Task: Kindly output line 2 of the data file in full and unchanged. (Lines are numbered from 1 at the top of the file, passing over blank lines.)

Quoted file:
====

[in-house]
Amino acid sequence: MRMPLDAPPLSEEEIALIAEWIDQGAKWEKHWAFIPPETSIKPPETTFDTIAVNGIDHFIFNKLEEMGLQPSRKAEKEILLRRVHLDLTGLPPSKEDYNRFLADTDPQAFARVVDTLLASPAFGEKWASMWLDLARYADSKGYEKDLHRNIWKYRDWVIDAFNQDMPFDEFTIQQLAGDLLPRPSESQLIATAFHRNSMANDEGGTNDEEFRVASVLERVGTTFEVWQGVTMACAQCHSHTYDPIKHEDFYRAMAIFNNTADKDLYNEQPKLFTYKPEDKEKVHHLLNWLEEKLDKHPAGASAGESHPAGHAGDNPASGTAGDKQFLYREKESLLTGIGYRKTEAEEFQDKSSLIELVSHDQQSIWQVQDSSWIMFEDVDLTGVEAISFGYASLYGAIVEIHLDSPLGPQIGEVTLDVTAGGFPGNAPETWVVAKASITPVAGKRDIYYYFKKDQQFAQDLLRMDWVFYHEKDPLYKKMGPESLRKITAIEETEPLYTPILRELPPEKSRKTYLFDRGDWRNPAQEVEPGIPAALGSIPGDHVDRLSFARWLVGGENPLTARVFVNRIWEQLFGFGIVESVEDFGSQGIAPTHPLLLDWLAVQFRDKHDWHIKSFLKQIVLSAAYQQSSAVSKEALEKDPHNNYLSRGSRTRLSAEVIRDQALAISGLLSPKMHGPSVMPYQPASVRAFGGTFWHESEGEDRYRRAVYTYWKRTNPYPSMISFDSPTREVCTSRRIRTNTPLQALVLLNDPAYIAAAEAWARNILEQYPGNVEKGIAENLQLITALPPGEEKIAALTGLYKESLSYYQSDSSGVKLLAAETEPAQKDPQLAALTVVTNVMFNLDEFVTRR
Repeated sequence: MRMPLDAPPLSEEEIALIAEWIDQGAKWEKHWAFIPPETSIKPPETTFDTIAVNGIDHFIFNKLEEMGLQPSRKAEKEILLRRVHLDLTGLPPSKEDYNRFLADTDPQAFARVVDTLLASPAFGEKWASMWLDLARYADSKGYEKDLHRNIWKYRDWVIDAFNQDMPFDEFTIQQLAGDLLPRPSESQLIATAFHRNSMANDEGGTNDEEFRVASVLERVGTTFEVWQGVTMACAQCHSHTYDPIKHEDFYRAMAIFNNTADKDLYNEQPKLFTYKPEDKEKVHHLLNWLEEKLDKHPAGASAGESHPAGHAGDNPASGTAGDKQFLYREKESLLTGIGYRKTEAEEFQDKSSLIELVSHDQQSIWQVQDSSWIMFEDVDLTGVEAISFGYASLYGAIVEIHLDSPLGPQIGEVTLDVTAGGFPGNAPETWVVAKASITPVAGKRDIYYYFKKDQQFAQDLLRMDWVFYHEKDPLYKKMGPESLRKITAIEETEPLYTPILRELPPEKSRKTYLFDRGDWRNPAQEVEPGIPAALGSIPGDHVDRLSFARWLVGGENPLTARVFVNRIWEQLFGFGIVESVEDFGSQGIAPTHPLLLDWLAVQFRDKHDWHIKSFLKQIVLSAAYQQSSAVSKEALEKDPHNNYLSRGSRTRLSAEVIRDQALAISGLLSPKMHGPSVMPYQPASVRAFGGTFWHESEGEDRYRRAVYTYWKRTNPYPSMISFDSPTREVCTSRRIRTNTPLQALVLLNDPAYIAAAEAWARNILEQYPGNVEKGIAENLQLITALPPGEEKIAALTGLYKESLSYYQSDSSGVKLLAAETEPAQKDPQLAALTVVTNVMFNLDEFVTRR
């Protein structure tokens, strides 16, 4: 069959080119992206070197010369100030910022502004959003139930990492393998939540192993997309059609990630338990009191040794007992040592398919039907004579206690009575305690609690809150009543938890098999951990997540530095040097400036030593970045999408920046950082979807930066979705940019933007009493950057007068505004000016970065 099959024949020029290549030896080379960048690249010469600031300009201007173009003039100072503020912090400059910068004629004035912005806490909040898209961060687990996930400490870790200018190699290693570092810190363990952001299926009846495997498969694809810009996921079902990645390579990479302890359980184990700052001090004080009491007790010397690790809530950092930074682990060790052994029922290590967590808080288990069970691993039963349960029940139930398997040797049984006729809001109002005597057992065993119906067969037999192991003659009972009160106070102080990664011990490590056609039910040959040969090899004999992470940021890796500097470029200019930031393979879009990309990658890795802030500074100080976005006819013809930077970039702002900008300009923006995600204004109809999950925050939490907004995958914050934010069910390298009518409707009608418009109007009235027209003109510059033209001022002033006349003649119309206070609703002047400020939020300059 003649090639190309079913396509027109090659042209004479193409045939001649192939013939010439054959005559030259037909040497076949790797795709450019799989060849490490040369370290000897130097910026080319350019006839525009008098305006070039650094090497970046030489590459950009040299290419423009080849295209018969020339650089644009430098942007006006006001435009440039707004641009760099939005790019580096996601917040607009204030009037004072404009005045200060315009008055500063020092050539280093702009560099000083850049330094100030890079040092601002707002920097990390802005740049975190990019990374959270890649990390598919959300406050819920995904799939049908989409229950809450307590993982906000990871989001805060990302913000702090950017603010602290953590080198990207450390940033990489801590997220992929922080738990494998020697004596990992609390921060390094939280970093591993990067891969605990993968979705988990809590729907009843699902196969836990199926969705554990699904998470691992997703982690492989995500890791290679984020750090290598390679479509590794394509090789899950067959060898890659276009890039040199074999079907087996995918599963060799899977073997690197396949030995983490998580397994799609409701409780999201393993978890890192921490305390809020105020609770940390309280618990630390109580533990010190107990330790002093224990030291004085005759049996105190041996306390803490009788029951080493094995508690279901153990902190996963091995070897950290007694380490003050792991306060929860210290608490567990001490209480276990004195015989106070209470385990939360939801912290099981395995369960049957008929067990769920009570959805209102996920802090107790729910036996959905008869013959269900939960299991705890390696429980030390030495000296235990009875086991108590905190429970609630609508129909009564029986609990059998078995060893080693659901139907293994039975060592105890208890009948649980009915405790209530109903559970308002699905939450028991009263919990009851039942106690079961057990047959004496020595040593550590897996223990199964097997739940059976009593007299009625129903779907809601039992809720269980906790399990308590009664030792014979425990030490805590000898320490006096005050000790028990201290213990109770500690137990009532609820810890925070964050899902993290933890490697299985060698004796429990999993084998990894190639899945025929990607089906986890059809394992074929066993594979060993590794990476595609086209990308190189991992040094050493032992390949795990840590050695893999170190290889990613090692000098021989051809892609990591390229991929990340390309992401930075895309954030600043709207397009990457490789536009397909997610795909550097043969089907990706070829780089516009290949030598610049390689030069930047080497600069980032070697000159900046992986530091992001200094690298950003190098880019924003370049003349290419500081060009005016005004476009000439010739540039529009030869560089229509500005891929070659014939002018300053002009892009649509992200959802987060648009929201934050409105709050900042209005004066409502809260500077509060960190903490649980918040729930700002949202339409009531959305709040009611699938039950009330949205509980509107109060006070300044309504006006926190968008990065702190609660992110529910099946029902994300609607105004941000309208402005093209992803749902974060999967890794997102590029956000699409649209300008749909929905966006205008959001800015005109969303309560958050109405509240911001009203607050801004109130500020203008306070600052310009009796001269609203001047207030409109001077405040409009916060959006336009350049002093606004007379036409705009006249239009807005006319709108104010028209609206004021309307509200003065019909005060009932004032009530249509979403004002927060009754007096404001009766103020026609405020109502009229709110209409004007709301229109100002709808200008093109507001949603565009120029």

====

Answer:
Amino acid sequence: MRMPLDAPPLSEEEIALIAEWIDQGAKWEKHWAFIPPETSIKPPETTFDTIAVNGIDHFIFNKLEEMGLQPSRKAEKEILLRRVHLDLTGLPPSKEDYNRFLADTDPQAFARVVDTLLASPAFGEKWASMWLDLARYADSKGYEKDLHRNIWKYRDWVIDAFNQDMPFDEFTIQQLAGDLLPRPSESQLIATAFHRNSMANDEGGTNDEEFRVASVLERVGTTFEVWQGVTMACAQCHSHTYDPIKHEDFYRAMAIFNNTADKDLYNEQPKLFTYKPEDKEKVHHLLNWLEEKLDKHPAGASAGESHPAGHAGDNPASGTAGDKQFLYREKESLLTGIGYRKTEAEEFQDKSSLIELVSHDQQSIWQVQDSSWIMFEDVDLTGVEAISFGYASLYGAIVEIHLDSPLGPQIGEVTLDVTAGGFPGNAPETWVVAKASITPVAGKRDIYYYFKKDQQFAQDLLRMDWVFYHEKDPLYKKMGPESLRKITAIEETEPLYTPILRELPPEKSRKTYLFDRGDWRNPAQEVEPGIPAALGSIPGDHVDRLSFARWLVGGENPLTARVFVNRIWEQLFGFGIVESVEDFGSQGIAPTHPLLLDWLAVQFRDKHDWHIKSFLKQIVLSAAYQQSSAVSKEALEKDPHNNYLSRGSRTRLSAEVIRDQALAISGLLSPKMHGPSVMPYQPASVRAFGGTFWHESEGEDRYRRAVYTYWKRTNPYPSMISFDSPTREVCTSRRIRTNTPLQALVLLNDPAYIAAAEAWARNILEQYPGNVEKGIAENLQLITALPPGEEKIAALTGLYKESLSYYQSDSSGVKLLAAETEPAQKDPQLAALTVVTNVMFNLDEFVTRR